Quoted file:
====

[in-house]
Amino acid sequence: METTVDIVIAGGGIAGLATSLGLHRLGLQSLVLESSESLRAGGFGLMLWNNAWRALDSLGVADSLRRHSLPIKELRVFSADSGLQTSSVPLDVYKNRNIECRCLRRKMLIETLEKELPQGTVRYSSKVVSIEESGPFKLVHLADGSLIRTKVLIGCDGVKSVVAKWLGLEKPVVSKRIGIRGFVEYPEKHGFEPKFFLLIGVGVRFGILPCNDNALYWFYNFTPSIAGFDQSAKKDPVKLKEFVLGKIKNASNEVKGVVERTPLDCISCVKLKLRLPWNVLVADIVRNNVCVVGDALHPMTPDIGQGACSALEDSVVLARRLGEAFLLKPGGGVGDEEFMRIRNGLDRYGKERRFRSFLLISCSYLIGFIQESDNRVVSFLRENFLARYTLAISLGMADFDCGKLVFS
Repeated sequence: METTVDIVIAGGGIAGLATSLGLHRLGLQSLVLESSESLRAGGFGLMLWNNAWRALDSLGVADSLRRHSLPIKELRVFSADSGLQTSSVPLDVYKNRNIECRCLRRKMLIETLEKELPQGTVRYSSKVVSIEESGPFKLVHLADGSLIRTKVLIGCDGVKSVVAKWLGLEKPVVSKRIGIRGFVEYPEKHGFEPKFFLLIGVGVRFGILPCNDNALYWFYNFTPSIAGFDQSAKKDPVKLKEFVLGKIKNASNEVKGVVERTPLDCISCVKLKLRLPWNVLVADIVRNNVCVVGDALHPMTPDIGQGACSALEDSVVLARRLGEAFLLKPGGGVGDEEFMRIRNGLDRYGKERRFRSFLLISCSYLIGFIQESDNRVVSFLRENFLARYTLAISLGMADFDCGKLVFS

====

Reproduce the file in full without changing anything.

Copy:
[in-house]
Amino acid sequence: METTVDIVIAGGGIAGLATSLGLHRLGLQSLVLESSESLRAGGFGLMLWNNAWRALDSLGVADSLRRHSLPIKELRVFSADSGLQTSSVPLDVYKNRNIECRCLRRKMLIETLEKELPQGTVRYSSKVVSIEESGPFKLVHLADGSLIRTKVLIGCDGVKSVVAKWLGLEKPVVSKRIGIRGFVEYPEKHGFEPKFFLLIGVGVRFGILPCNDNALYWFYNFTPSIAGFDQSAKKDPVKLKEFVLGKIKNASNEVKGVVERTPLDCISCVKLKLRLPWNVLVADIVRNNVCVVGDALHPMTPDIGQGACSALEDSVVLARRLGEAFLLKPGGGVGDEEFMRIRNGLDRYGKERRFRSFLLISCSYLIGFIQESDNRVVSFLRENFLARYTLAISLGMADFDCGKLVFS
Repeated sequence: METTVDIVIAGGGIAGLATSLGLHRLGLQSLVLESSESLRAGGFGLMLWNNAWRALDSLGVADSLRRHSLPIKELRVFSADSGLQTSSVPLDVYKNRNIECRCLRRKMLIETLEKELPQGTVRYSSKVVSIEESGPFKLVHLADGSLIRTKVLIGCDGVKSVVAKWLGLEKPVVSKRIGIRGFVEYPEKHGFEPKFFLLIGVGVRFGILPCNDNALYWFYNFTPSIAGFDQSAKKDPVKLKEFVLGKIKNASNEVKGVVERTPLDCISCVKLKLRLPWNVLVADIVRNNVCVVGDALHPMTPDIGQGACSALEDSVVLARRLGEAFLLKPGGGVGDEEFMRIRNGLDRYGKERRFRSFLLISCSYLIGFIQESDNRVVSFLRENFLARYTLAISLGMADFDCGKLVFS